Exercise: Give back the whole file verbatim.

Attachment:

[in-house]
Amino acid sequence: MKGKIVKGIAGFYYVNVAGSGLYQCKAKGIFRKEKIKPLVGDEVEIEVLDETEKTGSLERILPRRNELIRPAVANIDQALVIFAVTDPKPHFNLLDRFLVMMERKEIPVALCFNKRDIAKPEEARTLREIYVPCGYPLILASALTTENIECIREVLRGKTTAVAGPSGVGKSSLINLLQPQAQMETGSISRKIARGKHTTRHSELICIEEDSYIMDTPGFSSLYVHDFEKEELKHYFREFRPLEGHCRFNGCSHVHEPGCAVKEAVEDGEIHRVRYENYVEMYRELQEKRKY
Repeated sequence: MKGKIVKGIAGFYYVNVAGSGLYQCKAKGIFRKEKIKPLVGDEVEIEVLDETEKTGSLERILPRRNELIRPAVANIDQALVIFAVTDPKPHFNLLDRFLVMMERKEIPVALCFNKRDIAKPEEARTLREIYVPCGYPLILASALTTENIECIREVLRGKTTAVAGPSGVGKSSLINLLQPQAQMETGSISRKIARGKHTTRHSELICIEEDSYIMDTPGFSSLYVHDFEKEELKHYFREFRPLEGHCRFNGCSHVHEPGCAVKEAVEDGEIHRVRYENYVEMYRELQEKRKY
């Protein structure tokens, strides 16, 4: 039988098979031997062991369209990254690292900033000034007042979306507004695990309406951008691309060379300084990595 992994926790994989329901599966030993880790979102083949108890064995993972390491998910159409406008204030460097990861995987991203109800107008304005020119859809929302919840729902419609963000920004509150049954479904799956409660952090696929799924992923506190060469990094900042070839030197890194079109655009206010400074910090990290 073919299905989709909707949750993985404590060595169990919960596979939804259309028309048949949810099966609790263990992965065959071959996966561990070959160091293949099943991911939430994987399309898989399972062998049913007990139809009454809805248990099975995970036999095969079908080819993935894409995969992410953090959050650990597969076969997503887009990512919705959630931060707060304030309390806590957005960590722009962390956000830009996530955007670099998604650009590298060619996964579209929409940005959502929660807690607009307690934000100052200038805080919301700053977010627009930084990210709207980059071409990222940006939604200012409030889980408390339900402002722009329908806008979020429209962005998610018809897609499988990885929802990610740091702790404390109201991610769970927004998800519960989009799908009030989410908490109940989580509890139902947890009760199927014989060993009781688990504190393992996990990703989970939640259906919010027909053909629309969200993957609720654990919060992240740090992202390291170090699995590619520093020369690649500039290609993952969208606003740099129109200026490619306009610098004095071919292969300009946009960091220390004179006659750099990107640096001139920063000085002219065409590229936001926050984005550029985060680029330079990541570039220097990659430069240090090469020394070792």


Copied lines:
[in-house]
Amino acid sequence: MKGKIVKGIAGFYYVNVAGSGLYQCKAKGIFRKEKIKPLVGDEVEIEVLDETEKTGSLERILPRRNELIRPAVANIDQALVIFAVTDPKPHFNLLDRFLVMMERKEIPVALCFNKRDIAKPEEARTLREIYVPCGYPLILASALTTENIECIREVLRGKTTAVAGPSGVGKSSLINLLQPQAQMETGSISRKIARGKHTTRHSELICIEEDSYIMDTPGFSSLYVHDFEKEELKHYFREFRPLEGHCRFNGCSHVHEPGCAVKEAVEDGEIHRVRYENYVEMYRELQEKRKY
Repeated sequence: MKGKIVKGIAGFYYVNVAGSGLYQCKAKGIFRKEKIKPLVGDEVEIEVLDETEKTGSLERILPRRNELIRPAVANIDQALVIFAVTDPKPHFNLLDRFLVMMERKEIPVALCFNKRDIAKPEEARTLREIYVPCGYPLILASALTTENIECIREVLRGKTTAVAGPSGVGKSSLINLLQPQAQMETGSISRKIARGKHTTRHSELICIEEDSYIMDTPGFSSLYVHDFEKEELKHYFREFRPLEGHCRFNGCSHVHEPGCAVKEAVEDGEIHRVRYENYVEMYRELQEKRKY
């Protein structure tokens, strides 16, 4: 039988098979031997062991369209990254690292900033000034007042979306507004695990309406951008691309060379300084990595 992994926790994989329901599966030993880790979102083949108890064995993972390491998910159409406008204030460097990861995987991203109800107008304005020119859809929302919840729902419609963000920004509150049954479904799956409660952090696929799924992923506190060469990094900042070839030197890194079109655009206010400074910090990290 073919299905989709909707949750993985404590060595169990919960596979939804259309028309048949949810099966609790263990992965065959071959996966561990070959160091293949099943991911939430994987399309898989399972062998049913007990139809009454809805248990099975995970036999095969079908080819993935894409995969992410953090959050650990597969076969997503887009990512919705959630931060707060304030309390806590957005960590722009962390956000830009996530955007670099998604650009590298060619996964579209929409940005959502929660807690607009307690934000100052200038805080919301700053977010627009930084990210709207980059071409990222940006939604200012409030889980408390339900402002722009329908806008979020429209962005998610018809897609499988990885929802990610740091702790404390109201991610769970927004998800519960989009799908009030989410908490109940989580509890139902947890009760199927014989060993009781688990504190393992996990990703989970939640259906919010027909053909629309969200993957609720654990919060992240740090992202390291170090699995590619520093020369690649500039290609993952969208606003740099129109200026490619306009610098004095071919292969300009946009960091220390004179006659750099990107640096001139920063000085002219065409590229936001926050984005550029985060680029330079990541570039220097990659430069240090090469020394070792």